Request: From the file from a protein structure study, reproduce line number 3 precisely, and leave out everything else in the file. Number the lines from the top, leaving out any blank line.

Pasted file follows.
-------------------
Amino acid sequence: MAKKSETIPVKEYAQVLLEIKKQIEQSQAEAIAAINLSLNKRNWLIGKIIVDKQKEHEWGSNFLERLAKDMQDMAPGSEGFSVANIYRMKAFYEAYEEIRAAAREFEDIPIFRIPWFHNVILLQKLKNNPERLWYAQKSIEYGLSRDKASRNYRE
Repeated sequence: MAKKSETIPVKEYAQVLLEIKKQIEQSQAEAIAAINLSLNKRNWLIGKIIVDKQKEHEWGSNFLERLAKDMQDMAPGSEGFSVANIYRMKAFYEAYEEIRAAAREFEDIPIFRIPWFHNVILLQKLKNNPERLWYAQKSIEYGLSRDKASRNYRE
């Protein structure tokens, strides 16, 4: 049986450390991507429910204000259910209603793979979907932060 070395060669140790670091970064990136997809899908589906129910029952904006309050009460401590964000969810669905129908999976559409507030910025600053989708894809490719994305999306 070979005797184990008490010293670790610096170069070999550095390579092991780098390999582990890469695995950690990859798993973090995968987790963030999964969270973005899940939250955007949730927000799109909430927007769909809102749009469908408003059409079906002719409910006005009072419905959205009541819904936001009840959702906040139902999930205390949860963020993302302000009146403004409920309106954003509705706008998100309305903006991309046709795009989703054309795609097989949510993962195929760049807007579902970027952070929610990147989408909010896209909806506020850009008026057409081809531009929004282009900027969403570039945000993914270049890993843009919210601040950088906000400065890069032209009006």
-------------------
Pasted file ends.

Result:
């Protein structure tokens, strides 16, 4: 049986450390991507429910204000259910209603793979979907932060 070395060669140790670091970064990136997809899908589906129910029952904006309050009460401590964000969810669905129908999976559409507030910025600053989708894809490719994305999306 070979005797184990008490010293670790610096170069070999550095390579092991780098390999582990890469695995950690990859798993973090995968987790963030999964969270973005899940939250955007949730927000799109909430927007769909809102749009469908408003059409079906002719409910006005009072419905959205009541819904936001009840959702906040139902999930205390949860963020993302302000009146403004409920309106954003509705706008998100309305903006991309046709795009989703054309795609097989949510993962195929760049807007579902970027952070929610990147989408909010896209909806506020850009008026057409081809531009929004282009900027969403570039945000993914270049890993843009919210601040950088906000400065890069032209009006």